After our Mission Rabies project, Mike and I are going to fly to Zanzibar for some beach relaxation and cultural sightseeing, and then to the capital of Tanzania, Dar Es Salaam, which is where we depart from, on our way back to the U.S. Foolishly, we hadn’t really thought about our Covid test requirements for the flight back. KLM requires a negative Covid test if you’re going to pass through the Netherlands, and our flight back does stop in Amsterdam for the layover. Well, Dar Es Salaam does have a clinic that tests travelers for Covid, and you get the results in 48 hours. (It’s very pricey; $180.) If we had stuck with our Turkish Airlines itinerary, we would have been in a bind, because the flight home was scheduled to leave less than 48 hours after we arrived in Dar Es Salaam. The KLM itinerary keeps us in Dar Es Salaam until late in the evening, allowing enough time to get the results. It’s very fortunate it worked out that way. It’s also fortunate that I emailed the Dar Es Salaam clinic just to confirm that we could get tested on February 3rd. They said that they’re open from 8:00 a.m. to 11:00 a.m. Well, we were scheduled to take the 9:00 ferry from Zanzibar to Dar Es Salaam, arriving exactly when the clinic closes, at 11:00. Thankfully, there is one earlier ferry, at 7:00 a.m. that arrives at 9:00 a.m. We’ll have to disembark, get to the hotel fast, drop off our luggage at the desk (it’ll be too early to check in), get a cab to the clinic (it’s 20 minutes from the hotel), get tested, and then get back to the hotel and check in. It’s all do-able, but it’s taken meticulous planning. It’s a good thing I’m an anal, obsessive nutjob.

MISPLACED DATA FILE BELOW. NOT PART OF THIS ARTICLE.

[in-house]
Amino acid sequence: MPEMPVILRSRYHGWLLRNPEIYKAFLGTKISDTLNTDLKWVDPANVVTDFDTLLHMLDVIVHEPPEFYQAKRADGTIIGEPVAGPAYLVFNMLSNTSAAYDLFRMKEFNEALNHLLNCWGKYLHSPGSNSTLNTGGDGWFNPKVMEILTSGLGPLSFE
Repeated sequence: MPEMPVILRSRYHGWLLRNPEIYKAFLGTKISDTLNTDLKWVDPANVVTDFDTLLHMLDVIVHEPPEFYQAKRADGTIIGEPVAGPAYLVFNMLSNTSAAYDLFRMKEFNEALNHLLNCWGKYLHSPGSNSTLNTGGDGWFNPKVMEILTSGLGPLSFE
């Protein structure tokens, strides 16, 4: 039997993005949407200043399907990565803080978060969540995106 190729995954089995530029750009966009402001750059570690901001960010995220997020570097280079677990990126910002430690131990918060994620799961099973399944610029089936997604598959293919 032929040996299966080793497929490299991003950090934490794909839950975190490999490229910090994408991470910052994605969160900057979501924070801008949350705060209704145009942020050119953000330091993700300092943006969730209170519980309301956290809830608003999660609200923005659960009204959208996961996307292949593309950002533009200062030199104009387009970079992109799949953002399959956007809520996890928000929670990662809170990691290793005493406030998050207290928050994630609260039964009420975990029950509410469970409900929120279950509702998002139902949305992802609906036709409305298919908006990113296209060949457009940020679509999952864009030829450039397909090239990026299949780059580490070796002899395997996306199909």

Helena will be running the show in Tanzania.
Coming back to NY isn’t going to be a picnic, either. When I arrive, I have to quarantine for 14 days, unless, on Day 4, I get a Covid test and test negative, which would allow me to end the quarantine early. So, counting my pre-colonoscopy Covid test, I’ll have had four Covid tests in a span of 28 days.
After arriving in Tanzania on the 13th, we’ll get a good night’s sleep, and then be all rested and ready as the other volunteers arrive. I thought there was going to be 10 volunteers, but now I hear it’s 12, which is great. I also found out that Amy Lewis will be joining Helena to help her run the project, which is great. I met Amy on the Goa mission, and she’s so nice and so much fun. That’s her below, gettin’ cosy with a cow.
The 14th will be a day of relaxing and socializing, as the other volunteers arrive. The 15th will be orientation. And on the 16th, we start vaccinating!
I know from previous trips that I am going to be very busy on this project, but I will try to bang out a few blog posts showing the work that’s being done and the wonderful people and cute dogs that I’ll encounter.
CONTINUE TO MISSION RABIES TANZANIA PART 2
January 2021, I joined the team of Mission Rabies volunteers on another vaccination drive. The destination: TANZANIA!
Our intention, as always, is to vaccinate as many dogs as possible, with a goal of immunizing 70% of the dog population. At this level of immunity, the rabies cycle is broken.
To do this type of work is expensive and requires many resources. If you support the work that I am doing with this amazing organization, I ask that you make a donation to the cause. Every dollar helps. During the mission, I will be posting many photos, as I did when I was in Goa, so you can see up close the wonderful work we do.